Kim Blackmore stood shivering in the cold Thursday, describing how her estranged boyfriend – the father of her unborn child – had forced his way through a dog door into her home Wednesday night armed with a knife, only to be stopped by a man who ended the threat with a gunshot.
The shot killed 28-year-old Marshall Balduff, who had been quarreling with Blackmore – his girlfriend of four years – since his birthday on Tuesday.
It was fired by George Wallace, who owned the home at 6017 N. Wall St. that he and his girlfriend shared with Blackmore and, until earlier this week, with Balduff, who was kicked out after making death threats.
Blackmore said she was standing just a few feet away, listening, when Wallace fired the shot. Only then did Blackmore see Balduff had what she described as a mini-machete with a curved blade.
“I went straight to Marshall. Regardless of the threats he made, I still love him,” Blackmore said as she cried. “He told me he was going to die. He said, ‘George killed me.’ ”
Spokane police responded to the 7 p.m. shooting and briefly detained the 44-year-old Wallace, Blackmore and four other people who were at the house at the time.
Department spokeswoman Monique Cotton said major crimes detectives did not find any evidence that Wallace had committed a crime.
Once the investigation is complete, detectives will turn it over to prosecutors to make the final charging decision, she said.
“There were some threats involved earlier in the day,” Cotton said. “That’s what led the homeowner to believe the individual was armed. A large knife was recovered from the scene that is believed to belong to the deceased.”
According to court records, Balduff has previous convictions for domestic violence assault, assault, theft and malicious mischief.
Blackmore said she’d had an argument with Balduff Tuesday night and had several conversations with him on Wednesday. He was still agitated, Blackmore said, and accused Wallace of lying to help protect her whereabouts.
“I kept telling him, I don’t want anything to do with you right now,” she said, relaying several telephone conversations. “He just wasn’t getting it.”
Then, shortly before 7 p.m., Wallace’s live-in girlfriend, Sharon Brown, said she put her hand through the dog door built into the home’s rear entrance when she heard a voice say: “Sharon will you … .” Brown said she screamed before Balduff could finish.
Blackmore said Balduff first started knocking normally, then pounded on the door. “Then he started kicking the door,” she said.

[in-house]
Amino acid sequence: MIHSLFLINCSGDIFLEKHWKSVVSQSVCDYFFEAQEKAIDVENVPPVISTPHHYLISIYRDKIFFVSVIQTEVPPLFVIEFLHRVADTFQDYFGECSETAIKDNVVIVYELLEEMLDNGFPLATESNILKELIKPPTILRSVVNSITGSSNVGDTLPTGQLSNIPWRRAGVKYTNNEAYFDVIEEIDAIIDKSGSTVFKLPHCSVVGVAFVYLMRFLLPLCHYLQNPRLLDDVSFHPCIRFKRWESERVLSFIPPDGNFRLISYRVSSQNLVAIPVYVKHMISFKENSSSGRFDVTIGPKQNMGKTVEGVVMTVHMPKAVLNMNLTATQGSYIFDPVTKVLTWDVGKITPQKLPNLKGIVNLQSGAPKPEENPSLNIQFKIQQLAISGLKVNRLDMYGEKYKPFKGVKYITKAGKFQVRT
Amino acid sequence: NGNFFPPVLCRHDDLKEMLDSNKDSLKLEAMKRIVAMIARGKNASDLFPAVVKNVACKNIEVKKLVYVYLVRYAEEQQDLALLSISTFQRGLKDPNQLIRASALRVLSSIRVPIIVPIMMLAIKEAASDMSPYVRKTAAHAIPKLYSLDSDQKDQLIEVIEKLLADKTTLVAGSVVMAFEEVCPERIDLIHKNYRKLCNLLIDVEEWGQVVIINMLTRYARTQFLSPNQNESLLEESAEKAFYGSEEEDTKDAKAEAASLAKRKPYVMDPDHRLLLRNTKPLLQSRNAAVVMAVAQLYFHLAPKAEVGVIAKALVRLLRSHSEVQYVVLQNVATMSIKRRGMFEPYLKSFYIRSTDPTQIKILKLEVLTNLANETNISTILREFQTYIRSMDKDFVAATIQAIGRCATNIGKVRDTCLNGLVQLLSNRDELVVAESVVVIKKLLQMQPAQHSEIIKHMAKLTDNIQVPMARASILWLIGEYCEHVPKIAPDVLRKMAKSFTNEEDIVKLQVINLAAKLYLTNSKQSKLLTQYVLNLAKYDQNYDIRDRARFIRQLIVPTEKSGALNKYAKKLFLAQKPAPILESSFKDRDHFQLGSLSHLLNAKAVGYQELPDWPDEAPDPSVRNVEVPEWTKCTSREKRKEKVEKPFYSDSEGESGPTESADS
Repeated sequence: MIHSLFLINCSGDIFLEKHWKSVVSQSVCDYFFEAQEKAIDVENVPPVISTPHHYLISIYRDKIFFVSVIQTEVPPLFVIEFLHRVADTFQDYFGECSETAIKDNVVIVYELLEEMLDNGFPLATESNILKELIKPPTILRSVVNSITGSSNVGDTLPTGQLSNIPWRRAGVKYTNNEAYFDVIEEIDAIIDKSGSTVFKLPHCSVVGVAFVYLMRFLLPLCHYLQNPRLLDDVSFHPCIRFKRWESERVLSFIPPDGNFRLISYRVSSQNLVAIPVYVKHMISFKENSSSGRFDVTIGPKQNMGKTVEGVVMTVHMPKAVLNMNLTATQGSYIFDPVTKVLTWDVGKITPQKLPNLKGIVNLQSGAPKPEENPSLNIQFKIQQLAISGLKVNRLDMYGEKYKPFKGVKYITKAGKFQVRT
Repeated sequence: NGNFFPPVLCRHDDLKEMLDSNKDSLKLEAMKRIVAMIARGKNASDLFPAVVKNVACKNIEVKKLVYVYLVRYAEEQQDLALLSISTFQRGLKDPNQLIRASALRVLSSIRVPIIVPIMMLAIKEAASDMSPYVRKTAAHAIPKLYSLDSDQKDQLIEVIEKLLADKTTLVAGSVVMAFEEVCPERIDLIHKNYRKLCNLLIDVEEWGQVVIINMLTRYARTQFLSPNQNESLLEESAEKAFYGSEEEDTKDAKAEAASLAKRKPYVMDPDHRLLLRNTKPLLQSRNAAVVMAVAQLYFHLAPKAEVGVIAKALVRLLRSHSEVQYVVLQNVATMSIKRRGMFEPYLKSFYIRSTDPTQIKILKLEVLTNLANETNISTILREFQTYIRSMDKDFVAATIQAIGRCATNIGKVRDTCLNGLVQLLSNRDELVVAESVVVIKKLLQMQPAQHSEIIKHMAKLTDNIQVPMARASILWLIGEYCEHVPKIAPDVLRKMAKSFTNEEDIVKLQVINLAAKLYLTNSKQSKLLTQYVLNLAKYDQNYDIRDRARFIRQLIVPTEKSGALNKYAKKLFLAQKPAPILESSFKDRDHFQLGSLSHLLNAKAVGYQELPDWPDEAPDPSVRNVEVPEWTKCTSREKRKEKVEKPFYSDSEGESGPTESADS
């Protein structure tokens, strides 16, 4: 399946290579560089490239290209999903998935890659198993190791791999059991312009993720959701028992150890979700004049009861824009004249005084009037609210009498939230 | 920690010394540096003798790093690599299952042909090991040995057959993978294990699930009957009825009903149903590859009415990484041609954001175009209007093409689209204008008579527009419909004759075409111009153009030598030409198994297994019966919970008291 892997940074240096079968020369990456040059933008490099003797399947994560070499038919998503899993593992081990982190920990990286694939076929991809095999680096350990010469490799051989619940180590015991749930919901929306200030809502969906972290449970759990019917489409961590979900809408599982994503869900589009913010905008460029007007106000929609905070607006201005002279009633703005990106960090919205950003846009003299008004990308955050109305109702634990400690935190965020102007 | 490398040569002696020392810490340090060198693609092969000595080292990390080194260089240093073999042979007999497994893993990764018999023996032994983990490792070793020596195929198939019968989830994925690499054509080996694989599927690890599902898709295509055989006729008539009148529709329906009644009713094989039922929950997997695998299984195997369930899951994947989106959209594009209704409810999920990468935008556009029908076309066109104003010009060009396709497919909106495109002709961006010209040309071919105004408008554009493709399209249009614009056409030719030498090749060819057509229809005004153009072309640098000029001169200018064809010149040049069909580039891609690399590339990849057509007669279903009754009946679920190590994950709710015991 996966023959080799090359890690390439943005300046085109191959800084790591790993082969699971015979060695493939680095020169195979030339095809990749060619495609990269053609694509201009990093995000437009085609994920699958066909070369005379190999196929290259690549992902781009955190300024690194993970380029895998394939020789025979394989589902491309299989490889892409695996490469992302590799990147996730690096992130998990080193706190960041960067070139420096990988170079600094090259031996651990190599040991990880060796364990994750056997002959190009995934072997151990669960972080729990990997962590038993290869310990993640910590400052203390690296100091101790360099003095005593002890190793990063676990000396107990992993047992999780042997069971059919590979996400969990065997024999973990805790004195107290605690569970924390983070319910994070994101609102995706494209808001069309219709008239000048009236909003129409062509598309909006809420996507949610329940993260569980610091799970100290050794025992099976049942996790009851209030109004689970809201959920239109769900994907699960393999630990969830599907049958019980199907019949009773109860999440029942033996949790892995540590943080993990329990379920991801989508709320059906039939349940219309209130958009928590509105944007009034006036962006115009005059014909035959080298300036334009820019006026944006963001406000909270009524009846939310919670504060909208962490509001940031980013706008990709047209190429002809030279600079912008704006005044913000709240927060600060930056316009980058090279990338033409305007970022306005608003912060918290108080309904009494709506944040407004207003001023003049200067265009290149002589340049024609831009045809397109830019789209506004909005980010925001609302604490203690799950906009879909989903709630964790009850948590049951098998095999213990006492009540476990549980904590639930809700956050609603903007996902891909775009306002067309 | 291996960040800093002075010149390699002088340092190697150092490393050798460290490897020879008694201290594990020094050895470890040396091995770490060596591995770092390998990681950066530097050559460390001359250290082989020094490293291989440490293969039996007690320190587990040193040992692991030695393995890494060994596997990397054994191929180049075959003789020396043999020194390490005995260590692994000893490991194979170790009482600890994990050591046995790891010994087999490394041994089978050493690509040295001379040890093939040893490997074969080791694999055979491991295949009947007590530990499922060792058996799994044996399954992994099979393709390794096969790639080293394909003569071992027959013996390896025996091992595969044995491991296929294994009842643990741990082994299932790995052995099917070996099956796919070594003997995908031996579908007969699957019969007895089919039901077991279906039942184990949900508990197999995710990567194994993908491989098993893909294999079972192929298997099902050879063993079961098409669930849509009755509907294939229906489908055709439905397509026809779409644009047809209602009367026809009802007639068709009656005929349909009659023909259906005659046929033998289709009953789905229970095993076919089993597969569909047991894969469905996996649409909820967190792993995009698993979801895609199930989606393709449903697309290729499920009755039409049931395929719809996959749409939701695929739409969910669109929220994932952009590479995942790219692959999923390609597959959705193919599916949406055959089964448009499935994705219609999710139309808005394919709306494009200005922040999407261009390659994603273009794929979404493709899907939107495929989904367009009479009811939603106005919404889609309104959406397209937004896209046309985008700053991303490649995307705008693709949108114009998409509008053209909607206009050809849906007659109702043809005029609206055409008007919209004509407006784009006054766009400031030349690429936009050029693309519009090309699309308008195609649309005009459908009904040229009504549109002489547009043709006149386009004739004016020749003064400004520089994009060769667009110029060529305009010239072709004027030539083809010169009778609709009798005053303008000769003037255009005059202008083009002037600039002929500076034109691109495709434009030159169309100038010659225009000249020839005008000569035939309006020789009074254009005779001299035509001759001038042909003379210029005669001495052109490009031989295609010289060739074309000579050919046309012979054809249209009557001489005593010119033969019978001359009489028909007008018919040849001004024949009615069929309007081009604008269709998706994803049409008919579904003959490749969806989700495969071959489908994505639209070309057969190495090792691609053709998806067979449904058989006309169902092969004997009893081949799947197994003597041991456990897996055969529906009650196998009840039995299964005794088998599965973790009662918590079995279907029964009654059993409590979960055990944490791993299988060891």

About that time, Wallace grabbed his semi-automatic pistol.
“George told me, ‘Tell him that he needs to go.’ George wasn’t trying to get in the middle of it,” Blackmore said. Her boyfriend, she said, “was not the Marshall any of us knew.”
Blackmore said she tried to reason with Balduff as Wallace pointed his pistol at the door.
“I stood next to the door and I said, ‘Marshall, you need to go.’ He said, ‘I want you to come out and talk to me.’ He said, ‘We can do this the easy way or the hard way.’ One way or the other he was coming in to get me,” Blackmore said.
Blackmore stepped away as Balduff crawled through the dog door and stood up, facing Wallace, who was aiming his gun at the man.
Brown said she was watching the exchange from a few feet away.
“I heard George say, ‘You need to leave,’ ” Brown said. “(Balduff) said, ‘No. I’m coming in to get her.’ ”
Wallace repeated to Balduff that he needed to leave. “George said, ‘Do you want to die?’ Marshall walked toward him and said, ‘Yes’ and then boom,” Brown said.
Wallace immediately put the gun on a counter and Blackmore called 911, then rushed to Balduff’s side. He was shot in the chest near his heart.
“He told me he was dying. He knew,” she said.
Balduff told Wallace that he had killed him. Blackmore said she heard Wallace reply that he was sorry but that he couldn’t allow Balduff to threaten them and come into the house.
Balduff “was trying to sit up and he asked for a drink. I lifted his head up and tried to give him a drink, but he said, ‘Ow, ow, ow’ and I set him down,” Blackmore said. “He just grabbed ahold of my leg and would not let me go.”
An ambulance apparently responded to the wrong address, Blackmore said. Spokane police officers arrived and ordered everyone out of the house before the medics would come inside, she said.
“His eyes started to roll back into his head,” Blackmore said, crying. “I said, ‘Baby, stay with me.’ They told me I had to get out. I didn’t want to leave him.”
Police officers told Blackmore that medics had started CPR.
“At the police station,” she said, “they told me he was deceased.”